He took a breath. “But I’m going in anyway. I believe in what I’m doing. Utgar is trying to take away Valhalla’s freedom, and that’s wrong. It’s as simple as that. If my father taught me one thing, it’s to not stand by if you can fix something,”— he glanced at Laelia — “or save someone.”
Laelia saw him look at her. Dan saw her mouth tighten, and in that moment, he realized that she wasn’t merely disappointed that Gideon had killed Caius. She was actually angry at him. It was a stupid reaction, but based on what Jaseff had told him, it made some sense. After a moment, Laelia got up and walked away.
There was a moment of silence. Then Sharwin spoke.
“I don’t want to go in there either,” she said, her voice quavering slightly. “At times I think about leaving, about just slipping away. But I always remind myself that I can’t.” She paused and wiped her eyes. “I have a son,” she continued, “a three-year-old son whom I have never seen since the day he was born.”
No one spoke.
“My husband was… away when he was born. And thanks to a surprise attack from Valkrill, he never saw his son. I was urgently needed at the front, and as soon as I was able, I entrusted my son to the care of Syvarris and his wife. They were both retired from the war, and I trusted them to raise my son. I swore I would return once the threat to Ullar’s territory was handled… but I never did. Since then, there has always been a place I must go, an army I must fight, or a force I must join. Because of the war, I haven’t seen my son since I placed him in Syvarris’ arms.”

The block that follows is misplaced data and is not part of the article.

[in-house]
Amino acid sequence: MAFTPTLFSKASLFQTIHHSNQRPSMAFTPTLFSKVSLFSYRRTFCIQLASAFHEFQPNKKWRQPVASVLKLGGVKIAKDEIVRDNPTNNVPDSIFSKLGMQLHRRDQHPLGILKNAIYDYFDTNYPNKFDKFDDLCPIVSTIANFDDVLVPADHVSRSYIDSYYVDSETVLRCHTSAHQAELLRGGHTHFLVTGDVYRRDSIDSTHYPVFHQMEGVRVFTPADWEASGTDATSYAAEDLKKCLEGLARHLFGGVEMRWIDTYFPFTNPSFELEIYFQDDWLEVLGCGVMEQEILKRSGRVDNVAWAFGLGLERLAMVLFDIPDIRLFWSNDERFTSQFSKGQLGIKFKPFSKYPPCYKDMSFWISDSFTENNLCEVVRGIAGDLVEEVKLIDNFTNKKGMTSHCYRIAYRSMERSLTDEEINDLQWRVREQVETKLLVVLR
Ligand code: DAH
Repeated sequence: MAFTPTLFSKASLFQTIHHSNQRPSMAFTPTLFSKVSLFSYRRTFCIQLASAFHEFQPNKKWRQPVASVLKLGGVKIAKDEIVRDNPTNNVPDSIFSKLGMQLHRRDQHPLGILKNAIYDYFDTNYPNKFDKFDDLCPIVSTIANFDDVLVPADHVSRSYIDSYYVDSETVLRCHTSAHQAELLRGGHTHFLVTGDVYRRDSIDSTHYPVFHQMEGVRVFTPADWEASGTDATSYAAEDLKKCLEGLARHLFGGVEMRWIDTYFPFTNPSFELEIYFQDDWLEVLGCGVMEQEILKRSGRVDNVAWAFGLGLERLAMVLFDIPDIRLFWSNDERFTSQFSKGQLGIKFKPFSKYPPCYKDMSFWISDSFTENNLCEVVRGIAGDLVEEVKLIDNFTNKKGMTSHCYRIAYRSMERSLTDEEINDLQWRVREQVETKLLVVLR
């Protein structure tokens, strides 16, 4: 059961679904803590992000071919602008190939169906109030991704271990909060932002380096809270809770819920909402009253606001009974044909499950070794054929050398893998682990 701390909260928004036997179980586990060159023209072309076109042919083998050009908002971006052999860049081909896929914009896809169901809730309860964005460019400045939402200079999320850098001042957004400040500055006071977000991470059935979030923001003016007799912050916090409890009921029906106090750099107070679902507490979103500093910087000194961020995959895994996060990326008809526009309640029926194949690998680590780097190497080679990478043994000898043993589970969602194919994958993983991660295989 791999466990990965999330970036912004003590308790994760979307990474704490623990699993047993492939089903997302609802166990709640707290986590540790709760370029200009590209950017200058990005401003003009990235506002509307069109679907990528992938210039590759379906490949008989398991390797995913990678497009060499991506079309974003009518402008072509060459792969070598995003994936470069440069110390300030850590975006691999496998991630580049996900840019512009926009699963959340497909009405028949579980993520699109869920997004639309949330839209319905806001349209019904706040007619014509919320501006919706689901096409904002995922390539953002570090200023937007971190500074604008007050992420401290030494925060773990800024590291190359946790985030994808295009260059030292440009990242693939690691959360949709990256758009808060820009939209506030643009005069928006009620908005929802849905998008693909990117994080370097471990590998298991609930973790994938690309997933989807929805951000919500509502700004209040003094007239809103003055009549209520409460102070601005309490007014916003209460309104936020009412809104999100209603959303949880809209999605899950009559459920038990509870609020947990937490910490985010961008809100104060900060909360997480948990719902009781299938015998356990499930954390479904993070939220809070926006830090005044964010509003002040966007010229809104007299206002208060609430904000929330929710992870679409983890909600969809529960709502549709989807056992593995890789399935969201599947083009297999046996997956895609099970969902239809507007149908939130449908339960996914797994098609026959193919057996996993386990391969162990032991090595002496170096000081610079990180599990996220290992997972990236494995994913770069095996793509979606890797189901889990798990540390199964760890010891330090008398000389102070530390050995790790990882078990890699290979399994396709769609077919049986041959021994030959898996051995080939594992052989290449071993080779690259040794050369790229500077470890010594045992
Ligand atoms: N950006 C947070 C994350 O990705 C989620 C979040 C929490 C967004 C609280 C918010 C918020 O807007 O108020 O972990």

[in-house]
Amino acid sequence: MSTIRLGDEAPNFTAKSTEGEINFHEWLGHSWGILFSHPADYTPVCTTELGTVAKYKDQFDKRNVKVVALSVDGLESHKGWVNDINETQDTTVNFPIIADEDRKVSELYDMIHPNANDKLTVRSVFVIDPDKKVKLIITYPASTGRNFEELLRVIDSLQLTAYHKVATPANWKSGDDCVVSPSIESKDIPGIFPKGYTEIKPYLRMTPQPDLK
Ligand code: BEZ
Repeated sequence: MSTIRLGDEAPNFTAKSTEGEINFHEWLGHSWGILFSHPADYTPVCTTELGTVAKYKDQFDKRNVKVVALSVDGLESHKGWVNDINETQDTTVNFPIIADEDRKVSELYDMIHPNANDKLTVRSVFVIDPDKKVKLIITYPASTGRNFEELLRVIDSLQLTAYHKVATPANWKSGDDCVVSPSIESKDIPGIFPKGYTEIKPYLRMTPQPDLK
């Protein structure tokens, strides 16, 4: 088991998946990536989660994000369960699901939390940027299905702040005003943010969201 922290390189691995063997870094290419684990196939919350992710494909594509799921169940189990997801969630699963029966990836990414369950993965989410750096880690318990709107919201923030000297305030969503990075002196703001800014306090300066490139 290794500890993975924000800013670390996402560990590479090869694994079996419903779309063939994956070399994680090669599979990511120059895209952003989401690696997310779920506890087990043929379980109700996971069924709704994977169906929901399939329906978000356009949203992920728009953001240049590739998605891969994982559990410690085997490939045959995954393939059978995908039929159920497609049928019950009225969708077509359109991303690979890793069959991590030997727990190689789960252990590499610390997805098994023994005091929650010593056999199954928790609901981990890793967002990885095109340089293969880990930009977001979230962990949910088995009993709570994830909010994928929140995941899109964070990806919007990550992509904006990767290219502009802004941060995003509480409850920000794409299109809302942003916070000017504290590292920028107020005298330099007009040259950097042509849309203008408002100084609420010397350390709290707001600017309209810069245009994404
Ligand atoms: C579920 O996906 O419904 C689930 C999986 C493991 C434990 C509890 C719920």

“Surely Ullar would understand,” Ana said. “Surely he could make an exception and send you back, even for a little while.”
Sharwin shook her head. “He’s tried. More than once. But every time, something new arrives, and I must leave again. Every time, I tell myself, ‘this is the last time. The last time I’ll be called. After this, I’ll see my son.’ But I’m always wrong.”
“Why don’t you leave?” asked Kaori gently. “You said you think about it sometimes.”
“I do,” Sharwin said. “I dream about seeing my son, about seeing his face, about raising him myself. But every time I think about that, I know that I would be living a lie. The war has taught me a lot, and there is a lot I would teach my son. But one of the greatest lessons I would teach him, would be loyalty. I could never do that if I had deserted my own Valkyrie to do so.” Sharwin drew a breath, steeling herself. “And that is why I will enter the Underdark. That’s why I will continue to do whatever Ullar needs me to, until I can see my son without betraying all I’ve sworn.”